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Backstage Experts

What to Know About Auditioning for a Theme Park

What to Know About Auditioning for a Theme Park
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It’s May, which means impending theme park season is just around the corner. This week, Backstage is giving you everything you need to know about working as a performer at a theme park, with our guide on the subject. But before you delve deep, we rounded up the lowdown on theme park auditions, specifically, so you can get a jump on the process. Here’s what our Backstage Experts can reveal about auditioning for these sought-after gigs.

The process will be multi-tiered.
“We send out a mass email to all theater departments within a certain distance, and especially invite students from the local theater department of Western University. There are usually two rounds of auditions. The first is used to sort out what performers will better fit the roles, then we have a callback. Actors fill out a form listing their previous work or acting experience, then we explain the roles that are available for the summer...After an oral interview, they’re given a script to study for about 15 minutes. Each performer then goes in front of the producers of the show and is placed with an experienced actor, usually someone from the previous year, who leads the audition, and performs a segment.”—Dinky Gowen, current show producer and resident magician at Beech Bend Park in Kentucky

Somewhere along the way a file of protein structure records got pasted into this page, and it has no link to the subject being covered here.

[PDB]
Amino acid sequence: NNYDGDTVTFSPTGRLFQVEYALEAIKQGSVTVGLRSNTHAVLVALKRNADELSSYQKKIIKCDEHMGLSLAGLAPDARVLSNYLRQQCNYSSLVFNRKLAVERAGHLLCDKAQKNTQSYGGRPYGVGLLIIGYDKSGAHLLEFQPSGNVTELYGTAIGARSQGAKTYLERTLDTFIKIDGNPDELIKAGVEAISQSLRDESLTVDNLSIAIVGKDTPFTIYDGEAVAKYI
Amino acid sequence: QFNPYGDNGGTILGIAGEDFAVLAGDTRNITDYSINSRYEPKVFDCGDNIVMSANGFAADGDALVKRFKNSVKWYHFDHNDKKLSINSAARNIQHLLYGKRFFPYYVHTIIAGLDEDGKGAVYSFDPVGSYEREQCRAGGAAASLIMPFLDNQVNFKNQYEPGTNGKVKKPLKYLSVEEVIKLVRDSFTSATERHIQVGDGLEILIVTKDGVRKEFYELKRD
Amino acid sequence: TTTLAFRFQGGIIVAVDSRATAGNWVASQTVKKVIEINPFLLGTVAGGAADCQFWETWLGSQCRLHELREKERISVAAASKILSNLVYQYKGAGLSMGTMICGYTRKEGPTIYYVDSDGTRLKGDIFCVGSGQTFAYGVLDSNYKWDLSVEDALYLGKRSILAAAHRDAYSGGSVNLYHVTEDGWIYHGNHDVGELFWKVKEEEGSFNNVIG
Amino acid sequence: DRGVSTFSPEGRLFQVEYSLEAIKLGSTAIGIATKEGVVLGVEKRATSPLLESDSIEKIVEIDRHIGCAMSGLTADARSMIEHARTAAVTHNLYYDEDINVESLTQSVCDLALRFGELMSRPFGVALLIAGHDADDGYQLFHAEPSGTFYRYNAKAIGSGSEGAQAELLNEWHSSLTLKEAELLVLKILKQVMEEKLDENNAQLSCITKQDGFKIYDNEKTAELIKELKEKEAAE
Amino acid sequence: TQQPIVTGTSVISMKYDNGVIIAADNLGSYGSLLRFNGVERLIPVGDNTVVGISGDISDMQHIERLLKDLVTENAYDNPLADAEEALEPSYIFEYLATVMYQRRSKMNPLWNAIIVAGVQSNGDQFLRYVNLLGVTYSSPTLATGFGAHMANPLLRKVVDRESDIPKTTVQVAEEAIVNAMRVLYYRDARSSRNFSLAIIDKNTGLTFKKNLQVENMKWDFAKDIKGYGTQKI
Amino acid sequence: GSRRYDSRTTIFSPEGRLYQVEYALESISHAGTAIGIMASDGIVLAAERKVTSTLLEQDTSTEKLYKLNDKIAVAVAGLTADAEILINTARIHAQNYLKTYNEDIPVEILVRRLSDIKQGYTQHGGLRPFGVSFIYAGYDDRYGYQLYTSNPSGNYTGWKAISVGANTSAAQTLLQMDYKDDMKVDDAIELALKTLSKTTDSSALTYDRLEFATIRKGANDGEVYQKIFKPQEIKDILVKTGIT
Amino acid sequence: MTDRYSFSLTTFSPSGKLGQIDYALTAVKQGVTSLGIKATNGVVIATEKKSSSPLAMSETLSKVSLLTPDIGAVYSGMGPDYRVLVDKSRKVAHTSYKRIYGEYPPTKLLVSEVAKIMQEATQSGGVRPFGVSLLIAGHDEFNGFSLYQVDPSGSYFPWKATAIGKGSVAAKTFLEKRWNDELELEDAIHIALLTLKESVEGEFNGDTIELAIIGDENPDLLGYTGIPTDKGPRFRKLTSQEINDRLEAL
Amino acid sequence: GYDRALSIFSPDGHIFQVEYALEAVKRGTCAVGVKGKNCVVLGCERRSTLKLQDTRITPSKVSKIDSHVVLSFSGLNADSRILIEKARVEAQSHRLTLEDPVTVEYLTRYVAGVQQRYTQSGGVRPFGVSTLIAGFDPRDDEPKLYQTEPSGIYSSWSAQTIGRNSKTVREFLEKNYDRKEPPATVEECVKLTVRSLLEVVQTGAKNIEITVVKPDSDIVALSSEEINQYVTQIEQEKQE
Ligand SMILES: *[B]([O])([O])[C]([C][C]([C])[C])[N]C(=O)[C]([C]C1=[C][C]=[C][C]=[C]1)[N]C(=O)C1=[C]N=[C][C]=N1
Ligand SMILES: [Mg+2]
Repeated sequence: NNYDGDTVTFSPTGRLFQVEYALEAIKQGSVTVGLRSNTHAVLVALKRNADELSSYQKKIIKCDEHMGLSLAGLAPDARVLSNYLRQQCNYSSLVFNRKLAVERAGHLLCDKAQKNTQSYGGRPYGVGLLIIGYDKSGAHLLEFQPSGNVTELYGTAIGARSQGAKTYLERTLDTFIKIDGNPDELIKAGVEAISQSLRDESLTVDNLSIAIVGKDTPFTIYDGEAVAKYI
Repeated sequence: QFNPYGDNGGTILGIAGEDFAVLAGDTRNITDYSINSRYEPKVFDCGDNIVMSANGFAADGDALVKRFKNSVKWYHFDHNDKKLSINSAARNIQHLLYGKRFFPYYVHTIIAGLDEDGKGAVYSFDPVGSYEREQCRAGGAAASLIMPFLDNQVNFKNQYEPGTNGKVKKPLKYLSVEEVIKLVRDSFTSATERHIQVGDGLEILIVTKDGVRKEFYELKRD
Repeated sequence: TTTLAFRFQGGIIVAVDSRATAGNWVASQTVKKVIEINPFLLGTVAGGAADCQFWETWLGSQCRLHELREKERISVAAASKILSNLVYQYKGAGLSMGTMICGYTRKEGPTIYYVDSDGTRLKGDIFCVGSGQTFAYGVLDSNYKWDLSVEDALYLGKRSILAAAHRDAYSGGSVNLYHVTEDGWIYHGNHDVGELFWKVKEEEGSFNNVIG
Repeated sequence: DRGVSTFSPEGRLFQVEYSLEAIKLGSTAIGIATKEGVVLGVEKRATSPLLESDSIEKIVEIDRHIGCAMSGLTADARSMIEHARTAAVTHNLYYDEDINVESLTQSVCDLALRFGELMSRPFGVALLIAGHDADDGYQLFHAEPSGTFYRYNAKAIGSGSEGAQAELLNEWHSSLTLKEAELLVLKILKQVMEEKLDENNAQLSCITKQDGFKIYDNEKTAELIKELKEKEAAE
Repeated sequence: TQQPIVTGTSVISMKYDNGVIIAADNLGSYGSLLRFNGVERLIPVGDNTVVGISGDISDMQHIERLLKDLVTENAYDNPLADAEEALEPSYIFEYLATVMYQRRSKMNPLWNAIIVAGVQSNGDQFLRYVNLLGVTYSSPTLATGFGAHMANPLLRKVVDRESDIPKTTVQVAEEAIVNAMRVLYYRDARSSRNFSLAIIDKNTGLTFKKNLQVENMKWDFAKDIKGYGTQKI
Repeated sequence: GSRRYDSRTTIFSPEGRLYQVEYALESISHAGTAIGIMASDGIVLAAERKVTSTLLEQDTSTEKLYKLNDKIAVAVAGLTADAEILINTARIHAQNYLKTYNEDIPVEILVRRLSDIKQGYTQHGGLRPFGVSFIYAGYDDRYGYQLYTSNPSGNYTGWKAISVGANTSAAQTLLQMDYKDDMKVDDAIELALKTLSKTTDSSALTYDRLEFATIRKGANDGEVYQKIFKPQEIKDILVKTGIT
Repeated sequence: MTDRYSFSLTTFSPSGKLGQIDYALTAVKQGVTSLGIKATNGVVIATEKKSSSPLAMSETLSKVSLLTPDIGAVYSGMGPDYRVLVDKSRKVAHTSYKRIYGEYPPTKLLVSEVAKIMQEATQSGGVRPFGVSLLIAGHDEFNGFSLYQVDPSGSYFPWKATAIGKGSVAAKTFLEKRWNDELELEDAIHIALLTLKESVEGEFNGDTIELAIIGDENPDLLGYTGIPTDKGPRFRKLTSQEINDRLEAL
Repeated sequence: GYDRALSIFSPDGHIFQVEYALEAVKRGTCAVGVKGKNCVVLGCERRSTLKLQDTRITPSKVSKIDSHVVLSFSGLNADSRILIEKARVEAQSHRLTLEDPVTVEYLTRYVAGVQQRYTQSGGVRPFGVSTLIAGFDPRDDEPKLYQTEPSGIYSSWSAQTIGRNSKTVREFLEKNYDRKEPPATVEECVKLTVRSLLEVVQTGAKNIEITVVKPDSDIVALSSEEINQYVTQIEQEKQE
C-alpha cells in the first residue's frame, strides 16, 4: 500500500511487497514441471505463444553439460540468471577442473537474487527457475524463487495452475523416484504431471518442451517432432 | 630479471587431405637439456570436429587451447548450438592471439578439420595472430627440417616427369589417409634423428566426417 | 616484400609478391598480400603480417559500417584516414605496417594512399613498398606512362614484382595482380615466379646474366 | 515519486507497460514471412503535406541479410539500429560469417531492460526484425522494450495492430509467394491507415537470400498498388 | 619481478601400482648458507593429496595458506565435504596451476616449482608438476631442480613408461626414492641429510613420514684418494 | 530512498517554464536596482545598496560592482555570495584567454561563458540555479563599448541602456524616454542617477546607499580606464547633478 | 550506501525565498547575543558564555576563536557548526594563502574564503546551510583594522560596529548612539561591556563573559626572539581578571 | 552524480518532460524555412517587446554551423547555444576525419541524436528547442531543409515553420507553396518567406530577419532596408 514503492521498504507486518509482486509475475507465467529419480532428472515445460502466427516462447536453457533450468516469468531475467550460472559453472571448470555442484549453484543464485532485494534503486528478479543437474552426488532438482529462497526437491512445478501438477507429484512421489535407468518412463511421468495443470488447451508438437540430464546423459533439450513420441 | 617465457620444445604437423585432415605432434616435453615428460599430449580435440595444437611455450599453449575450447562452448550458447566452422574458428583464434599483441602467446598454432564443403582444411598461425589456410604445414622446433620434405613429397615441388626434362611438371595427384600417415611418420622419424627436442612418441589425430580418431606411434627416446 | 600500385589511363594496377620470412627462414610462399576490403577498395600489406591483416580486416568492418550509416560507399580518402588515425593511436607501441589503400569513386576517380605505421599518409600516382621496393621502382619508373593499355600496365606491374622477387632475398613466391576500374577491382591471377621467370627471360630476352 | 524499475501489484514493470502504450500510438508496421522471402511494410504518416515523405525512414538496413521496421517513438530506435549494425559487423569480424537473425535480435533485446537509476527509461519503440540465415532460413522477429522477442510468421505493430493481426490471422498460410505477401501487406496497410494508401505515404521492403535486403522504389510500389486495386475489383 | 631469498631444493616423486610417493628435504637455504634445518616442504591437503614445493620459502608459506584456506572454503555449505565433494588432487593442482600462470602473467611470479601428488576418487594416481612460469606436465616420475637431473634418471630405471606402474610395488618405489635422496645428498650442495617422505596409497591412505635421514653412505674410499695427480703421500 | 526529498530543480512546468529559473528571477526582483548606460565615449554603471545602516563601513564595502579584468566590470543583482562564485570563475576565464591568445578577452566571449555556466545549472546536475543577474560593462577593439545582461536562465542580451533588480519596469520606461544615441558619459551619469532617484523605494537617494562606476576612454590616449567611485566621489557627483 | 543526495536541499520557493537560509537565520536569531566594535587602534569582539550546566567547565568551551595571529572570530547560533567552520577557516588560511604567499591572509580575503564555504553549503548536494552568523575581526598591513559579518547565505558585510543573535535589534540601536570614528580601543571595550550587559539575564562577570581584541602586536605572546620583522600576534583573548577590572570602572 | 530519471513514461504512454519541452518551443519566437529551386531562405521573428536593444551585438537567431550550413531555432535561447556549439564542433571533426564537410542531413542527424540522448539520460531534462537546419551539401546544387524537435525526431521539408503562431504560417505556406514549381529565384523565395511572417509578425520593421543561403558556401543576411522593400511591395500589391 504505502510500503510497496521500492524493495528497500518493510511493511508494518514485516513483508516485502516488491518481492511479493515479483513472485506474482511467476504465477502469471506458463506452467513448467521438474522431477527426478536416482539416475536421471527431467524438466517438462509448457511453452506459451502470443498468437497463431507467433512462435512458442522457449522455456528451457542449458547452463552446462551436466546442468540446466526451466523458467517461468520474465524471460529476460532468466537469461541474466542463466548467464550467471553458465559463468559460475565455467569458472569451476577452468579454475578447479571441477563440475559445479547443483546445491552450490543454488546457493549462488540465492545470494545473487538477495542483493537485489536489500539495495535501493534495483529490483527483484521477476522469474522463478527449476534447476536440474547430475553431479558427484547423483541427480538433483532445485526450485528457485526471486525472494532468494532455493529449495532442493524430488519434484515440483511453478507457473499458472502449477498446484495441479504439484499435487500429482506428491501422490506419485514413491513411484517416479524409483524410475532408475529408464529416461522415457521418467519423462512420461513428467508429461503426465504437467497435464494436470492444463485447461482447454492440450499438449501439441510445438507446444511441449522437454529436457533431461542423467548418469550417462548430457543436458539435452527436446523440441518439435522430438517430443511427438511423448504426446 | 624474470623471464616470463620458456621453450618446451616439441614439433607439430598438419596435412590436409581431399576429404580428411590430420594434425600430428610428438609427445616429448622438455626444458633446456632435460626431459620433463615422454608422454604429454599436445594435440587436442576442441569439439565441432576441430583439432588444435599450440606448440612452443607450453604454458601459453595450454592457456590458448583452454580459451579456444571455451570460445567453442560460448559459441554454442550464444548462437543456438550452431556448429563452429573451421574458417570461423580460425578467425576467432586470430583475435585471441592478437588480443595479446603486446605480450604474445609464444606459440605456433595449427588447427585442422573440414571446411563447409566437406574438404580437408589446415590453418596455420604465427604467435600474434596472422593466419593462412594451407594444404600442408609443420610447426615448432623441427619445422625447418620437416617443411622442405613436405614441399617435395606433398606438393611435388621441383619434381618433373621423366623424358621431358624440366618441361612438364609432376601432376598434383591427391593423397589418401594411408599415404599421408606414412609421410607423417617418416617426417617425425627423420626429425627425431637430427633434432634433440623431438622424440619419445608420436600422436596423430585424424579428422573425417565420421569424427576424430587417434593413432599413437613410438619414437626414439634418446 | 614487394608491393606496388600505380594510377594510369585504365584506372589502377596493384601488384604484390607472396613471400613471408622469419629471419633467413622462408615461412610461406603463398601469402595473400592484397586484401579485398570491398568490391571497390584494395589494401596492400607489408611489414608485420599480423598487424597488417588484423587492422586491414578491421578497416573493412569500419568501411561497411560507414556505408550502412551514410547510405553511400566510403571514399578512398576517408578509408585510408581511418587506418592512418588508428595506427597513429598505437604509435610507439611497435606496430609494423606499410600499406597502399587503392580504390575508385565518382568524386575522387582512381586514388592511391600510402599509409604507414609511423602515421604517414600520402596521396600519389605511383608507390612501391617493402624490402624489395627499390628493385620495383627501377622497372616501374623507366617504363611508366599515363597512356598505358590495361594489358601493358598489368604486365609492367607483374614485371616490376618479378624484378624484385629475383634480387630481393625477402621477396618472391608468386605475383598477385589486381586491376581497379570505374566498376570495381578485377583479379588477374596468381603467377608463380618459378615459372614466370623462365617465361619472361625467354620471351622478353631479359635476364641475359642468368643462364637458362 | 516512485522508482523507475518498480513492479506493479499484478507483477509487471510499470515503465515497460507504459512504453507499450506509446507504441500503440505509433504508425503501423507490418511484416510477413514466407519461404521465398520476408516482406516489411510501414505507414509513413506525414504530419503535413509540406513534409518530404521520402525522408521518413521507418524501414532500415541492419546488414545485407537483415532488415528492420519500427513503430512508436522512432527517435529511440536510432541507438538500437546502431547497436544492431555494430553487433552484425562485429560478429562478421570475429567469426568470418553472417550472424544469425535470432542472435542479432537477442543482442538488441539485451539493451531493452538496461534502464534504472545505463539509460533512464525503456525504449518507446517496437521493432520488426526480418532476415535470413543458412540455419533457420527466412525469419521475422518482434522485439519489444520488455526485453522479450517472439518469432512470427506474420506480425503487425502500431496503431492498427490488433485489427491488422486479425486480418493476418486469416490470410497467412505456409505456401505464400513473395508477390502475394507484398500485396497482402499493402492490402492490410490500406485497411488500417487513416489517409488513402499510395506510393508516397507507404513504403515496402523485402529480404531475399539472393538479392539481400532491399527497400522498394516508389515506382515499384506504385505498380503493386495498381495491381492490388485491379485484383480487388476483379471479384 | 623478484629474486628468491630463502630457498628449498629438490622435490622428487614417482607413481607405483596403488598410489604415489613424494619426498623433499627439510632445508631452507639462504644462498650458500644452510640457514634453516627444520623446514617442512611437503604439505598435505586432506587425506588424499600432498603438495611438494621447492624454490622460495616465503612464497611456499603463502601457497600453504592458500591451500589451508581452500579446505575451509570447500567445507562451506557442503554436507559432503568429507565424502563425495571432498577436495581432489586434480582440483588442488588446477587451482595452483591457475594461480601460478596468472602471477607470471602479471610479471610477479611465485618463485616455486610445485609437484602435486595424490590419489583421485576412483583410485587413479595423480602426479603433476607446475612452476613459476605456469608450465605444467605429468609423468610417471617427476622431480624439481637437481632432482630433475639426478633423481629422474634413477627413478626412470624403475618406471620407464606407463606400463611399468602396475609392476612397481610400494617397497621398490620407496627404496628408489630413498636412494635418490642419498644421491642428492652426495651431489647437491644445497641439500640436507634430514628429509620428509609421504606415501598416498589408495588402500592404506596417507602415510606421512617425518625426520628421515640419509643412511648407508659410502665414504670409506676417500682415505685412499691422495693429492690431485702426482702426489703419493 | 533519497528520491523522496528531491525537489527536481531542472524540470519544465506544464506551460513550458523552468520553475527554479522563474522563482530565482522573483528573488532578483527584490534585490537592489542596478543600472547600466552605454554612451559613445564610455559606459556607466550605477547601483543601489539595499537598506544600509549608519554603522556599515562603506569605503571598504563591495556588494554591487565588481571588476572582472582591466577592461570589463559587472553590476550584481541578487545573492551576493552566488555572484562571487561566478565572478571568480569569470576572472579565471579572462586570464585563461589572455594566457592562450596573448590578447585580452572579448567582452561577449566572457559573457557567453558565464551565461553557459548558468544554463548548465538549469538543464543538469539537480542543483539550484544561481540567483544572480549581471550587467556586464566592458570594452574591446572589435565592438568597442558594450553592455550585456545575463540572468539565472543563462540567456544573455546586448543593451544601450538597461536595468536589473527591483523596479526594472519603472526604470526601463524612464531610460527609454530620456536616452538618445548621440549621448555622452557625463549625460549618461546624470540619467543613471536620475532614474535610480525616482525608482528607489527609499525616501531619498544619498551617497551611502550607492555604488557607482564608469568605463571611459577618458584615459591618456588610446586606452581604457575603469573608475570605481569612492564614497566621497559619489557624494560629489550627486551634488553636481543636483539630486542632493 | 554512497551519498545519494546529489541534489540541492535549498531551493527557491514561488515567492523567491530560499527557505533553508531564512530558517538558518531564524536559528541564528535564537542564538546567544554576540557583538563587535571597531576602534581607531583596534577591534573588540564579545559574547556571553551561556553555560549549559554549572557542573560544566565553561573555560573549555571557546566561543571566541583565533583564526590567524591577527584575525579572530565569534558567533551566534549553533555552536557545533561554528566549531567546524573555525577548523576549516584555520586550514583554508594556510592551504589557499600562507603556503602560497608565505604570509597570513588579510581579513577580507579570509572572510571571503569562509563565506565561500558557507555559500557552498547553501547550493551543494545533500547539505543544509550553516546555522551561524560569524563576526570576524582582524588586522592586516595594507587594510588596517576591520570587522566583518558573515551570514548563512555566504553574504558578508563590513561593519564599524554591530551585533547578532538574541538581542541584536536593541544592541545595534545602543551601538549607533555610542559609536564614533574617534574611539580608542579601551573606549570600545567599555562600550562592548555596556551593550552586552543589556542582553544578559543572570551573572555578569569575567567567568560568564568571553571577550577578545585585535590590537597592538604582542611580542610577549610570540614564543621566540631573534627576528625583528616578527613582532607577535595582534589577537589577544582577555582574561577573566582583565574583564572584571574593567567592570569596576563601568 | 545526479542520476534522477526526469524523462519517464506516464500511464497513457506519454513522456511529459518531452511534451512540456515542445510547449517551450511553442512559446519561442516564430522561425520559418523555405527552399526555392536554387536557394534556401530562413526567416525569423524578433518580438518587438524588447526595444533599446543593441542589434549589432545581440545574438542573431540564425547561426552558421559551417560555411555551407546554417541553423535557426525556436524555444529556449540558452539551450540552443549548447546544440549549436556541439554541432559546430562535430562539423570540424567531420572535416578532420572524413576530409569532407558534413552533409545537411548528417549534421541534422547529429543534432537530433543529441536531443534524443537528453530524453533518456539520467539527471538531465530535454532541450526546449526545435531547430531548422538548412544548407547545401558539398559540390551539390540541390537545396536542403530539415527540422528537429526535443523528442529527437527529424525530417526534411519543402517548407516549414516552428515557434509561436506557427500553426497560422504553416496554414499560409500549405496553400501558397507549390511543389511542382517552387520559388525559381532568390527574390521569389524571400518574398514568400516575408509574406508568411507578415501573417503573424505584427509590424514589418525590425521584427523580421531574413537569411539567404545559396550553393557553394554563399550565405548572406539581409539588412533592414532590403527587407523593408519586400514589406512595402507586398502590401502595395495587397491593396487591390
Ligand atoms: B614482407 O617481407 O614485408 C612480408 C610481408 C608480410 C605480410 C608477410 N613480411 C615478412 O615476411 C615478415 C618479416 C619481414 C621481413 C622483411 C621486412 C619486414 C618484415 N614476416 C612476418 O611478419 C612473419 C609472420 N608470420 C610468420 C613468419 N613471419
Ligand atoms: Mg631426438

Being captivating is more important than perfection.